I recall seeing the quote on a banner at my alma mater: "To think that in such a place, I led such a life.". That seems so well-situated to the romantic clime of college and so foreign to the workplace. Why? Wonder starts at deeply appreciating that there is anything at all, that there is existence rather than non-existence. It would be well to cherish that quote in every place of our lives.
I've always had a love/hate relationship with work, albeit without the "love" part.
I've tended to see it as something imposed from without rather than something intrinsic to the fallen human condition. I must've missed Genesis 3 in religion class back in grade school, that part about toiling for one's daily bread.
I've always looked at work as something of a fluke, an accounting error, something that a better bottom line could fix. If I'd simply save more money, live more frugally then work could be optional. If I'd just live in a double-wide, I could be free of dependency on the job and that would make me free in spirit if not in fact.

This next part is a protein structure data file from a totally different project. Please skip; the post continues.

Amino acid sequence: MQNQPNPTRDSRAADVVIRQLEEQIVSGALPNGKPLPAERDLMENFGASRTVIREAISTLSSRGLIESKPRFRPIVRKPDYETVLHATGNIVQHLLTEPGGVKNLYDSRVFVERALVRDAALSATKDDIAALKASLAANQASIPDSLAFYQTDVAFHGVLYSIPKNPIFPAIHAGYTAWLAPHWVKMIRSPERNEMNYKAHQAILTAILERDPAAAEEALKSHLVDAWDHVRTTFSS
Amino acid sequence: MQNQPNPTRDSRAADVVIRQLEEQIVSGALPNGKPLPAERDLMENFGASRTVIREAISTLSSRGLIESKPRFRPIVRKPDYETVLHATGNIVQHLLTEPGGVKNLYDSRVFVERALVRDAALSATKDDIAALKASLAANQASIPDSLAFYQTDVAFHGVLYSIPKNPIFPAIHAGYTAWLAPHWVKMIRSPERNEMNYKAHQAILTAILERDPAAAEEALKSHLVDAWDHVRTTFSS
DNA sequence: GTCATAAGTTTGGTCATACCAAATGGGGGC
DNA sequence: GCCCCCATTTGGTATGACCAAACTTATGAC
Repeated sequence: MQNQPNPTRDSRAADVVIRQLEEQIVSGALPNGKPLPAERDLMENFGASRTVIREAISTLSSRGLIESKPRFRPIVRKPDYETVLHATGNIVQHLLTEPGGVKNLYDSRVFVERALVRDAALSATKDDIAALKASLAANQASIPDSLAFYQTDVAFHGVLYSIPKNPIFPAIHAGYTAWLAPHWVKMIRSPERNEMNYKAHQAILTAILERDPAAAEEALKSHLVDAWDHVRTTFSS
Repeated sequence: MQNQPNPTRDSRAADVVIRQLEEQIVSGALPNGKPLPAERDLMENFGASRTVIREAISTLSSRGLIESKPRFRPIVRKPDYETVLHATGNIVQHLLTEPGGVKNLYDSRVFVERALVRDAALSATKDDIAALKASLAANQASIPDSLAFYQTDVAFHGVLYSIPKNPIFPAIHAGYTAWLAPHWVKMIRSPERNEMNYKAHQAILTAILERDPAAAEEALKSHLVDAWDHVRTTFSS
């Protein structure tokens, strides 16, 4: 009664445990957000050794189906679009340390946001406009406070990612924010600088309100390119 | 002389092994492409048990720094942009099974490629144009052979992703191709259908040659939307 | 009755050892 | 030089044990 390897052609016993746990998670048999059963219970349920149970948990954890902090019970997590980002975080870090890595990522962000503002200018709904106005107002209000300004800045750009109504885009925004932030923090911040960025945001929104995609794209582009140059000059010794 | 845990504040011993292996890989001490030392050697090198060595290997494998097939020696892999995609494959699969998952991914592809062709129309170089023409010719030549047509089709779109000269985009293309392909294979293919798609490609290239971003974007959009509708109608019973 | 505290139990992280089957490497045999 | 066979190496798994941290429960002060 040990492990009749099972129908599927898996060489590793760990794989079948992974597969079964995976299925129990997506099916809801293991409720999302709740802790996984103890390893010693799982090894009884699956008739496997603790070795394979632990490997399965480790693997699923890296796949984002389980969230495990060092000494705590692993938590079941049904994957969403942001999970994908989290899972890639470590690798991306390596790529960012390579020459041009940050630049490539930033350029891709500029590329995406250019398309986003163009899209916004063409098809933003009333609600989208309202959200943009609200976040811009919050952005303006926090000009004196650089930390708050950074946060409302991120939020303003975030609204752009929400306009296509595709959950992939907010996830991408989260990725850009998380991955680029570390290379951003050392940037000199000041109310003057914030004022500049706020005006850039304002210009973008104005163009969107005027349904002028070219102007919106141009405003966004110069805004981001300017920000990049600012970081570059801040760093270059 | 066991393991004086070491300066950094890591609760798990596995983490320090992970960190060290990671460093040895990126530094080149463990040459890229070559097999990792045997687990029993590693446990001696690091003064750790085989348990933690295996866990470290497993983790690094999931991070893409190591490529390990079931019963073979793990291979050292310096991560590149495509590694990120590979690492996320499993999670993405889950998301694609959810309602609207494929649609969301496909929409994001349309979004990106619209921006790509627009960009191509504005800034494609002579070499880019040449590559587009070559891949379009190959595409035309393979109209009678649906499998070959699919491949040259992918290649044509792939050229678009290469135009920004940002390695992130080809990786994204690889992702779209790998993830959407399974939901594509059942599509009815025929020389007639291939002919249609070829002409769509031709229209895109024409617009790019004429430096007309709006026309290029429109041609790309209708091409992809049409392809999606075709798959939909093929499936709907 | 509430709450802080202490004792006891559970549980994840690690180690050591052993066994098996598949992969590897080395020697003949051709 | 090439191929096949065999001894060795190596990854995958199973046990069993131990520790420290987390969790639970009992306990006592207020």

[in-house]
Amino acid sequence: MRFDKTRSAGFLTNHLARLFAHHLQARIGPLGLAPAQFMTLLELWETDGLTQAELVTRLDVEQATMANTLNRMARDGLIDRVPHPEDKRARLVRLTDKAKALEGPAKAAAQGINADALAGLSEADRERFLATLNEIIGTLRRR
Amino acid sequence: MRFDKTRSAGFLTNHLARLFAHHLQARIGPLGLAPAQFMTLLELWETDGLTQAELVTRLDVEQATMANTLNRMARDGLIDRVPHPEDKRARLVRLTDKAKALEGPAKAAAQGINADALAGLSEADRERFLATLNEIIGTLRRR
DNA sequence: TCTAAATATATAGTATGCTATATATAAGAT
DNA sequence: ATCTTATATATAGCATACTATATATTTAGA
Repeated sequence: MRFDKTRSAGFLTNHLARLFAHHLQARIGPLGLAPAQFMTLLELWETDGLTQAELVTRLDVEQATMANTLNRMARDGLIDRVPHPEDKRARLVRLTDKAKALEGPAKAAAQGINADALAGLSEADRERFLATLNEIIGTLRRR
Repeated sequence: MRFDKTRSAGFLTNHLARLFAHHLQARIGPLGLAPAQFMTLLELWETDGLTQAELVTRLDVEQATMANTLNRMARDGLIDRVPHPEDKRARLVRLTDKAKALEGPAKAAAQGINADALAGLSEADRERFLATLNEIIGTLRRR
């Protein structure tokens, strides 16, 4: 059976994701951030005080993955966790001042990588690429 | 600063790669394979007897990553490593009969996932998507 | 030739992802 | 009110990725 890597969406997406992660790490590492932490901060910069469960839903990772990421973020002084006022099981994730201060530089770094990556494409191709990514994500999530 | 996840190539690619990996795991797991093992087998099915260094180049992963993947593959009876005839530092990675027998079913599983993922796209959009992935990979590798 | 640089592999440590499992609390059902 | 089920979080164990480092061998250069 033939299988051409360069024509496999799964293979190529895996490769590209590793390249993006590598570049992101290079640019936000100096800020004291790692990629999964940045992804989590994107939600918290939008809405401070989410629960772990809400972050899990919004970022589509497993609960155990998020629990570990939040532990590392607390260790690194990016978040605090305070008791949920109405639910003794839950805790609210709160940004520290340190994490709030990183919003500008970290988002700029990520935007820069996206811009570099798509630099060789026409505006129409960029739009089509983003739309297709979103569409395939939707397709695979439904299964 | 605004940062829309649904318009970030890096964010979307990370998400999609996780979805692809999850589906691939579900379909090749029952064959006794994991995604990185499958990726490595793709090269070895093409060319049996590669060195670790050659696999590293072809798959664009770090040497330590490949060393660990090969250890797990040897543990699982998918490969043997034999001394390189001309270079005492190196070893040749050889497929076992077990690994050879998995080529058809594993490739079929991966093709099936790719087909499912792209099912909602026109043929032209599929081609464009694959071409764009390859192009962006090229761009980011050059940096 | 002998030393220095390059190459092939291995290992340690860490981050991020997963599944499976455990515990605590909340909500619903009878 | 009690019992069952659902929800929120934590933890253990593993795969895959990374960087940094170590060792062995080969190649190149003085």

I think back on how different this mindset is from, say, Mother Teresa's. She wasn't concerned about getting or keeping a job, because her life was her job and her job her life. I couldn't picture her saving money for "retirement", for a saint never retires, has no apparent thought of "living in leisure" and besides which is fully dependent on the will of God and not their own strategies. As the old saying goes, "if you want to hear God laugh, tell him your plans."
I find it interesting that Christ's most powerful means of showing his love for us was not supernatural, but natural: that of dying on the cross rather than miraculously healing us of all our ills. His Resurrection was proof that the Cross was taken on voluntarily, out of love. It's not either/or, of course, because some see God's love expressed in miracles, but it seems as though the "normal" way of experiencing God's love for us is to meditate on His sufferings.